CTC Forum - On the road

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Updated: 15 min 41 sec ago

Re: The Road vs Cycle lane

18 July 2014 - 10:23am
Flinders wrote:Pete Owens wrote:Flinders wrote:Paths on footpaths are rarely other than dangerous for everyone, at least round here, not least because they make cyclists give way at all junctions, often where a cyclist simply cannot get into any position where they can see all the traffic that could hit them if they crossed.
Actually that is getting cause and effect mixed up. They make cyclists give way because cycle paths are dangerous - not vice-versa. The problem you describe re. inter-visability of conflicting traffic applies every bit as much to drivers approaching a junction where cyclists have priority. In either case the cyclist or driver is put in a position where they have to stop for vehicles coming from behind. The logic of making cyclists rather than drivers perform this difficult task is that cyclists, being more vulnerable, are more likely to take greater care and that we have better all round visibility and awareness of our surroundings.
I'm sorry, but that is nonsense.

What - that drivers are more likely to notice something in fron of them than coming from behind? It is exactly the same difficulty you describe for cyclists where cyclists have to give way.
You don't know the junctions in question, and I do.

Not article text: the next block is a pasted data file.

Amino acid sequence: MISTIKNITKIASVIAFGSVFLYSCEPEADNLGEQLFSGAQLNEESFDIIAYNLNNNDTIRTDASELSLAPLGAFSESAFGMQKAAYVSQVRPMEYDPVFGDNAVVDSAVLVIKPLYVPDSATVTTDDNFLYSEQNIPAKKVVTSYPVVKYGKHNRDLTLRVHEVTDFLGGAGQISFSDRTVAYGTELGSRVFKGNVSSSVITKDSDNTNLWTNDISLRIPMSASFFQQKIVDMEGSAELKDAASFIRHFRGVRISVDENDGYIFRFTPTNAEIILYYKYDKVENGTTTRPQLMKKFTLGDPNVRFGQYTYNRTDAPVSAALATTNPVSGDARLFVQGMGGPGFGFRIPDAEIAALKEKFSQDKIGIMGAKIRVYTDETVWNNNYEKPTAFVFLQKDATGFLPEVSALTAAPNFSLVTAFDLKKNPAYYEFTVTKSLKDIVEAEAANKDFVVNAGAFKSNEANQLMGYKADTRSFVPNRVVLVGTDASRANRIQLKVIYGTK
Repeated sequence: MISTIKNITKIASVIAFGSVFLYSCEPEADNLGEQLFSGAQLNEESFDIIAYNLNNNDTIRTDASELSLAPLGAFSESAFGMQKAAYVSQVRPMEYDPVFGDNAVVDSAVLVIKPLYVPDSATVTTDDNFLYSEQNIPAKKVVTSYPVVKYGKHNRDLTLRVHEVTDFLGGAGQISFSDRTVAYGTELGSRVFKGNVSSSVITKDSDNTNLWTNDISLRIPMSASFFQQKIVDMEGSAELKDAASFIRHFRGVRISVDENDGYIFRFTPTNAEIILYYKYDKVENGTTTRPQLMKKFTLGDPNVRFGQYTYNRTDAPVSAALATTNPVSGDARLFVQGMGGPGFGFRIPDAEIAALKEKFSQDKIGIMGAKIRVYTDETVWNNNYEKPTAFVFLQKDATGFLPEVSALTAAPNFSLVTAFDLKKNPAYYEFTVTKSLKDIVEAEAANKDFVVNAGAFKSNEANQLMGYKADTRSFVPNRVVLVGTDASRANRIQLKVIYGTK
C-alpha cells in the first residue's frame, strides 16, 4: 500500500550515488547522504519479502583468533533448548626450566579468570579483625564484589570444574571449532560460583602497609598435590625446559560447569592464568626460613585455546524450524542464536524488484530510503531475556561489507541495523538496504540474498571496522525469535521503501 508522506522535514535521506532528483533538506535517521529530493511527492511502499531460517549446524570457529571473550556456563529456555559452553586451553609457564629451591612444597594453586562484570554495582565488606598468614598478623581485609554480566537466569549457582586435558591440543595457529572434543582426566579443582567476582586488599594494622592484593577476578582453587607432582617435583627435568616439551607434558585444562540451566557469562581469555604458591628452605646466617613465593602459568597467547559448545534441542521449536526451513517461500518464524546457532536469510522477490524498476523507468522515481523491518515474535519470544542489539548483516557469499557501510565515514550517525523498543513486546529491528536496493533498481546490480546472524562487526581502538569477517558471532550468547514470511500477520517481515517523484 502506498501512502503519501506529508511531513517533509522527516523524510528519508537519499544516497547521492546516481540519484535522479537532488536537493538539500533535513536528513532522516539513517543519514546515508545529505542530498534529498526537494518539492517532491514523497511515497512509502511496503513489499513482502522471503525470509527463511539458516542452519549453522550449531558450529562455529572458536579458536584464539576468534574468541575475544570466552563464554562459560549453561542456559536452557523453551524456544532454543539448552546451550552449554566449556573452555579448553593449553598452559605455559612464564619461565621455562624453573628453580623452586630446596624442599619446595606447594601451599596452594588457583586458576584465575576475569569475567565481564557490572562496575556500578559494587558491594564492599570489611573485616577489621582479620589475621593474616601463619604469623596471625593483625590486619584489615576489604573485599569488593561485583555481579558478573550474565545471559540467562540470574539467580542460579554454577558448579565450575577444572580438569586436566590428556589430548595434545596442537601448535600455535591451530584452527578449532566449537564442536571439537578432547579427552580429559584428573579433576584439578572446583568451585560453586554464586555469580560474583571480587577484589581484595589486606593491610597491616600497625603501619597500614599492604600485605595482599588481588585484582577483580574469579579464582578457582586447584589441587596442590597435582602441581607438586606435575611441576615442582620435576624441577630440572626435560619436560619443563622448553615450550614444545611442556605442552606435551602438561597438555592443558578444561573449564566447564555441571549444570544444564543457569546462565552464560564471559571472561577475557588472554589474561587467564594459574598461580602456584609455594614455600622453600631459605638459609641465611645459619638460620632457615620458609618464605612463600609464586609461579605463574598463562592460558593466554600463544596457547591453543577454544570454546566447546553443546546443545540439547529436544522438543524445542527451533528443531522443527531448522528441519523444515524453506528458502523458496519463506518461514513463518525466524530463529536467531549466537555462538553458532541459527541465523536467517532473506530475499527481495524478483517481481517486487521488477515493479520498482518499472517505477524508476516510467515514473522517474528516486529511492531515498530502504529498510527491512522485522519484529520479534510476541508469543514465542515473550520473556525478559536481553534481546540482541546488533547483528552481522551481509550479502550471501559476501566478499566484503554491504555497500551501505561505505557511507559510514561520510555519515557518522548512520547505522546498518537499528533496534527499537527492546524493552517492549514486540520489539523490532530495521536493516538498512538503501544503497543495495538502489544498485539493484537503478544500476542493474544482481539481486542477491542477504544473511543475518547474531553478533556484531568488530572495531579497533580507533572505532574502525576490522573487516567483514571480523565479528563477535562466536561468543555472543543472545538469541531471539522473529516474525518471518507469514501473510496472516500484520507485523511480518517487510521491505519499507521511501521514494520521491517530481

If it involves a cycle path running parallel to a road and passing through a juncton where streams of traffic cross each others paths then you are creating conflict and this will result in more crashes. If you think your junction has some novel design feature that avoids this ineviatable conflict then perhaps you could post a google earth link so we can see what you mean.
If the path were to be regarded as part of the road and not the pavement,

Then it would be a cycle lane not a cycle path. The problems here are less severe in that case due to the greater intervisibility. Indeed, one recommended way of mitigating the danger of cycle paths is to merge with the carriageway as you approach junctions - though you can only do this for one-way cycle paths.
with side road junctions set back,

If the path is set back then the it cannot be considered part of the road. You are simply exacerbating the problem by reducing the intervisibility. The greater the degree of seperation the less the likelyhood of drivers and cyclists noticing each other.
the cyclists would have priority and drivers would be able to see them perfectly well.

That reduces the chance of drivers noticing the cyclist even when traffic is free-flowing and it is the driver coming from behind. From their perspective, even if they notice a cyclist on the path as they approach the junction, the geometry you describe will make it look as if the cyclist is turning away from the road - until they swerve across their path at the last moment.
Drivers would never have to stop for vehicles 'coming from behind'.

If a cycle track is running parallel to the road a driver is driving along and a cyclist is riding faster than the car and priority is marked for the cycle track the the driver very much does have to give way to a vehicle coming from behind.
As it stands, cyclists can't see the traffic that may be about to smash into them.

Visibility works both ways. If a cyclists can't see the traffic then the drivers can't see the cyclist.
As for 'coming from behind' at some junctions drivers aren't just coming from behind, they're coming from all directions.